Six tips to becoming a charity CEO
Sarah Gosling is an experienced charity chief executive and trustee.
Through her four years as CEO at Reach Volunteering Sarah developed a deep understanding of the skills and contribution of volunteers. Six years at the University of Nottingham Students’ Union saw Sarah lead the creation of the Union’s first strategy in in a complex membership and student-led charity. Recently
Sarah facilitated our first Aspiring CEO event as part of the Peridot Leadership Network.
In this special guest blog, she discusses what it takes to become a new CEO and how our aspiring CEO event helped.
Recipe for Building Charity Success – the experimental method
- 21 aspiring CEOs
- 4 experienced CEOs
- Slightly nervous facilitator
- 3 passionate third sector recruiters
- 1 large airy space with lots of tea, coffee, water and cake.
- Separate aspiring CEOs into small tables and let them mix gently
- Put aside discussions periodically and whip in four experienced CEOs, one at a time, until slightly frothing
- Add a new yeast-like tool to help aspiring CEOs rise well
- Rest group for 20 minutes while two experienced CEOs knead the mind vigorously
- Place in an incubator for a week, add more ideas and a few more flavours
- Incubate for another week and add a passionate recruiter
- Taste every 4-6 weeks and see how the flavour develops.
It is no secret I love cake. When I left UoNSU where I had been chief executive for 6½ years we celebrated with cake and I was given a huge cake, HUGE. So reflecting on the first aspiring CEO event, where of course we had cake, this analogy of baking popped into my mind.
It was a leadership event with a difference. 21 experienced leaders considering the potential of that top leadership position in a charity. Add in four experienced CEOs sharing their tips and experiences – and at times frankly whipping the room up with a radical new ingredient!
So after tasting and stirring for an afternoon what have we actually taken away from the first of Peridot’s Aspiring CEO events? I’ve picked my top six flavours of the afternoon.
Don’t Give Up
Not as odd a place to start as it might sound. Whether it is the desire to be a Charity CEO, a seemingly insoluble challenge, a piece of negative feedback that eats away, if you have a vision and what you are doing is creating change for good, don’t give up.
We all have imposter syndrome
There’s no school for CEOs, no course to qualify you as a charity CEO as you have for a barrister or an accountant or even an equity-card holding actor.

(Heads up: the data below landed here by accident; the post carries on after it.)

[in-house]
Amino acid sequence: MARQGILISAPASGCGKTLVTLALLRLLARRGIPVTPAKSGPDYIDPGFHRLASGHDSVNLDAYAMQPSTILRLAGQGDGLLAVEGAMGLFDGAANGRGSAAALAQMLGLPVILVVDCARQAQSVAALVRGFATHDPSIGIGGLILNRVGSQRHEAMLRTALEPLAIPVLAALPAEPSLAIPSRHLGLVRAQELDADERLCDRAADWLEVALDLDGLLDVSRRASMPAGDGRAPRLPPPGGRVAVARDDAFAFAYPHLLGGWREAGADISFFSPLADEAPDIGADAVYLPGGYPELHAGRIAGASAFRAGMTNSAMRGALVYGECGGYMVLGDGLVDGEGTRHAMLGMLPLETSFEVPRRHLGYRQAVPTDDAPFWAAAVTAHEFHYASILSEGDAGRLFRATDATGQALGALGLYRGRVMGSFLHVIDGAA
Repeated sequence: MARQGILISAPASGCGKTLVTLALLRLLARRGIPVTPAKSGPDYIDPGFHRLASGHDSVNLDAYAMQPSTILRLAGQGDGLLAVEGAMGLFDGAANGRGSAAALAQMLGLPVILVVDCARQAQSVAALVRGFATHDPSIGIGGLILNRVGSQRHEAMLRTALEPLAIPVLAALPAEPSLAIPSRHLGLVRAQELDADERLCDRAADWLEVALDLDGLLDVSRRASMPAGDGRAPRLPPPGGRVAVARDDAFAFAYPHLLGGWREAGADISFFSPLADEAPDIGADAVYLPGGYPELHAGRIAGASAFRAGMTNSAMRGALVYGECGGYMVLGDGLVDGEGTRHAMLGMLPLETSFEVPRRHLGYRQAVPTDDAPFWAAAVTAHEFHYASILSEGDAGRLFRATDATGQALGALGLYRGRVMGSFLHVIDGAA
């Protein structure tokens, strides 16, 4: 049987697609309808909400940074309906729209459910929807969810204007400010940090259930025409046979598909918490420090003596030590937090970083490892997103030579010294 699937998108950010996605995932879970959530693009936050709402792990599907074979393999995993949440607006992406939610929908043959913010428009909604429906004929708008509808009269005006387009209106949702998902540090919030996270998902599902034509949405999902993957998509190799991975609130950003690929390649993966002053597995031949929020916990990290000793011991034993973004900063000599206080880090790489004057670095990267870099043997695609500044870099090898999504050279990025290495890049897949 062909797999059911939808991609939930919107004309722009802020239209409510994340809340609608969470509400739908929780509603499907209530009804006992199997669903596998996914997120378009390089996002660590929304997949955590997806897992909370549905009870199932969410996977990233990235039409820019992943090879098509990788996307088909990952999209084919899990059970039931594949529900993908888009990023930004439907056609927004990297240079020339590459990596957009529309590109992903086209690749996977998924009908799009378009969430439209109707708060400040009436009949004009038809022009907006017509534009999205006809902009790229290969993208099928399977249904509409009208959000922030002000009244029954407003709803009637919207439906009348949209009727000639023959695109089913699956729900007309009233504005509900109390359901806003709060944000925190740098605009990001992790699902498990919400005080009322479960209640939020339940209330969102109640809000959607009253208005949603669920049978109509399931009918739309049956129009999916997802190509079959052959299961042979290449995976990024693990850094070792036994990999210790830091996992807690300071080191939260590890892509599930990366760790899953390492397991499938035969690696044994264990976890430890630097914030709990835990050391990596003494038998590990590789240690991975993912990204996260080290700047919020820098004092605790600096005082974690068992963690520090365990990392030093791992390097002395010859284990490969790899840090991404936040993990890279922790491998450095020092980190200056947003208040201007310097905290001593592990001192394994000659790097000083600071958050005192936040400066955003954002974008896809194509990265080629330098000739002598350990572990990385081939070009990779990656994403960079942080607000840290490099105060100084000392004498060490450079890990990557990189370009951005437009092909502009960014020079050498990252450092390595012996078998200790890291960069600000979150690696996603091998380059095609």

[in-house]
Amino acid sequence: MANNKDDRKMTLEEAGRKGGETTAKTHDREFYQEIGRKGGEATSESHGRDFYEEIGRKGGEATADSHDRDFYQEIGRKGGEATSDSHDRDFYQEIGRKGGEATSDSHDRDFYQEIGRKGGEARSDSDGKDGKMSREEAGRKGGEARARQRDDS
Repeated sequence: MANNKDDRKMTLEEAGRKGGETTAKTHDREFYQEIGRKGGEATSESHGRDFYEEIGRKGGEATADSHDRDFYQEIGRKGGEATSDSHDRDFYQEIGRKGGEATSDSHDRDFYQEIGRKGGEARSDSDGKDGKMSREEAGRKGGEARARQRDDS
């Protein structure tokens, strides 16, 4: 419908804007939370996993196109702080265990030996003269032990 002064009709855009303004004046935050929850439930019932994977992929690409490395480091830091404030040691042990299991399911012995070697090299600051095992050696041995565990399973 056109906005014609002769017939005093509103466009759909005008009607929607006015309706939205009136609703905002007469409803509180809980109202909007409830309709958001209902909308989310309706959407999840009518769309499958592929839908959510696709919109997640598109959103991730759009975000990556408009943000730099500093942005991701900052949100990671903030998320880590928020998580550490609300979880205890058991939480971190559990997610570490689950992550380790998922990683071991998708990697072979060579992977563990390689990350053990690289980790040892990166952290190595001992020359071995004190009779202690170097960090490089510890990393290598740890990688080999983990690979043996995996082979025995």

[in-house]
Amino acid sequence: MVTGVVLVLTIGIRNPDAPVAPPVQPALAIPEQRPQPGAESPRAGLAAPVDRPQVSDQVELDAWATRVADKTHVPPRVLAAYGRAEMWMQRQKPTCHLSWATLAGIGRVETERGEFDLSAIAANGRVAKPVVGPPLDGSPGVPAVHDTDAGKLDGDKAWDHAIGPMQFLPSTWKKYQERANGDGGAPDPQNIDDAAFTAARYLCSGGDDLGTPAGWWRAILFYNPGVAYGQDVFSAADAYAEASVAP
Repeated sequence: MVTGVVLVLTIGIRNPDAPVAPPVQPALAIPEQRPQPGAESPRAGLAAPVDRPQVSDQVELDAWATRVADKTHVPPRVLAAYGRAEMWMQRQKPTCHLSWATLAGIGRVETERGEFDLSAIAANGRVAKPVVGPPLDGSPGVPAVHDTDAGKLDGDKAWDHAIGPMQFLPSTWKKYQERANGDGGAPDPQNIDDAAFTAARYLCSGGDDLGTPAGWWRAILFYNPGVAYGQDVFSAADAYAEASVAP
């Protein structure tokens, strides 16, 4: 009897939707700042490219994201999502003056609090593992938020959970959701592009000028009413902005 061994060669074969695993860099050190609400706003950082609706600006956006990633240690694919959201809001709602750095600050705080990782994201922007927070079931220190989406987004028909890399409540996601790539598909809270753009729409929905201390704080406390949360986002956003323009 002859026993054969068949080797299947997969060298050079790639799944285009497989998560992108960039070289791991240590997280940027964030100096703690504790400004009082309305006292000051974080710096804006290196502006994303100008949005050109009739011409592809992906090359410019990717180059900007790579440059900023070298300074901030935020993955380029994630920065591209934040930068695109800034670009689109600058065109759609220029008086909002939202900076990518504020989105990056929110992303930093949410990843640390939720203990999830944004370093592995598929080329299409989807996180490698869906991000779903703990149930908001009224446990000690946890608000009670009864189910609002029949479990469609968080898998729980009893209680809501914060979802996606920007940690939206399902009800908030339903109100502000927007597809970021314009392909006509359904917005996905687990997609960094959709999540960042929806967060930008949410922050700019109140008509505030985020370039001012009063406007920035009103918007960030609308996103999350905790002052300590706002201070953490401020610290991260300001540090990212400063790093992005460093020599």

So many people in the room mentioned the sense of being an imposter, including the experienced CEOs that we realised this sense of being unprepared is within us and those around us quite rightly see our capability and competence not the lack of a driving licence for charity leadership.
Prepare – prepare well – prepare really really well and leave that strange taste of imposter syndrome out of the equation.
You will be a facilitator of change
However you or the organisation see things, you will be a new flavour and under your leadership the charity will change. How do you plan for change, prepare others for change, track that the change creates the right impact?
In short, how do you lead change? Exploring the ADKAR model is a great way to think about change and recognise that 100 people can be in precisely 100 different places if we don’t spend some time planning and supporting people to take on change.
Your first 100 days starts now
Before you even get that CEO role, prepare. It’s very easy to run out of time once you get offered a role so plan now. If finances aren’t your natural strong suit, gen up on managing charity finance. If digital media is what you ask your kids about, learn about how digital transforms charities now. Read everything about running a charity on the Charity Commission website – there’s a lot and it is generally very accessible. And read a book like The First 90 Days – which absolutely changed how I approached my second CEO role. Without it I suspect my tenure would have been 6½ months not 6½ years!
Become a trustee
If you want to lead a charity, then you’ll be working with a trustee board – the hidden influence on positive charity health. They are an incredible resource and can add greatly to the impact of your charity’s work, equally can be highly disruptive to your carefully planned recipe.
If you’ve never been a trustee this is a must for an aspiring CEO or senior charity leader so look for a role that inspires you and start a trusteeship.. And if you are a trustee, think about relevance in the size and goals of the charity you support, consider how you can deepen your understanding of its purpose, its impact and how the Board sets the tone and culture through its leadership.
Don’t forget your Why?
Why do you do what you do? What lifts you, inspires you, makes you thrive? Connecting with your why, or losing sight of why you got started with this exciting new career opportunity, can be the difference between malt vinegar, malted milk and a perfectly matured single malt whisky.
Choosing your CEO Ingredients
I’ve shared my favourite ingredients from the first Aspiring CEOs event, which one caught your attention most?
Commit to one action now to help you be ready to be a charity CEO –read the book, explore trusteeship, sign up to the Peridot Partners Leadership Network, read up on ADKAR, have a longer look at your ‘Why’, talk to someone deeply about who you want to be as a leader.
Whatever it is, take one step this week.